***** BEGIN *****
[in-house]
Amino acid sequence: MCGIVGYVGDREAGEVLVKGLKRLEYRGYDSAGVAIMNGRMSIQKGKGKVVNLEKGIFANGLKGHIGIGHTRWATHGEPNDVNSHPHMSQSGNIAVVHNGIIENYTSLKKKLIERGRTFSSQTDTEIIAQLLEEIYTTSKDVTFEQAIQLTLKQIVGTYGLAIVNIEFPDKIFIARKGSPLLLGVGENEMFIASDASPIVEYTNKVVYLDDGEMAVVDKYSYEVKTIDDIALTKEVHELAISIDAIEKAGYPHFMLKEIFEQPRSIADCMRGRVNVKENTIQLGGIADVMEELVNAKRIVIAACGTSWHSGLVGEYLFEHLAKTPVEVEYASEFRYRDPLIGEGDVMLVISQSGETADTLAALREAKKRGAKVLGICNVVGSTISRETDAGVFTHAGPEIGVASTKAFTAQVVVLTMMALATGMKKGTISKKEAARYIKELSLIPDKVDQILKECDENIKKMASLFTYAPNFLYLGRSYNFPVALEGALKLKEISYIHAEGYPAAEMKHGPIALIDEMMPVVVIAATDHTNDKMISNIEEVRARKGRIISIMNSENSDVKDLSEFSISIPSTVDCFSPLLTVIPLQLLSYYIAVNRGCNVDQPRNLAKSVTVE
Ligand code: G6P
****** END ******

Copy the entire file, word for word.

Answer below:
[in-house]
Amino acid sequence: MCGIVGYVGDREAGEVLVKGLKRLEYRGYDSAGVAIMNGRMSIQKGKGKVVNLEKGIFANGLKGHIGIGHTRWATHGEPNDVNSHPHMSQSGNIAVVHNGIIENYTSLKKKLIERGRTFSSQTDTEIIAQLLEEIYTTSKDVTFEQAIQLTLKQIVGTYGLAIVNIEFPDKIFIARKGSPLLLGVGENEMFIASDASPIVEYTNKVVYLDDGEMAVVDKYSYEVKTIDDIALTKEVHELAISIDAIEKAGYPHFMLKEIFEQPRSIADCMRGRVNVKENTIQLGGIADVMEELVNAKRIVIAACGTSWHSGLVGEYLFEHLAKTPVEVEYASEFRYRDPLIGEGDVMLVISQSGETADTLAALREAKKRGAKVLGICNVVGSTISRETDAGVFTHAGPEIGVASTKAFTAQVVVLTMMALATGMKKGTISKKEAARYIKELSLIPDKVDQILKECDENIKKMASLFTYAPNFLYLGRSYNFPVALEGALKLKEISYIHAEGYPAAEMKHGPIALIDEMMPVVVIAATDHTNDKMISNIEEVRARKGRIISIMNSENSDVKDLSEFSISIPSTVDCFSPLLTVIPLQLLSYYIAVNRGCNVDQPRNLAKSVTVE
Ligand code: G6P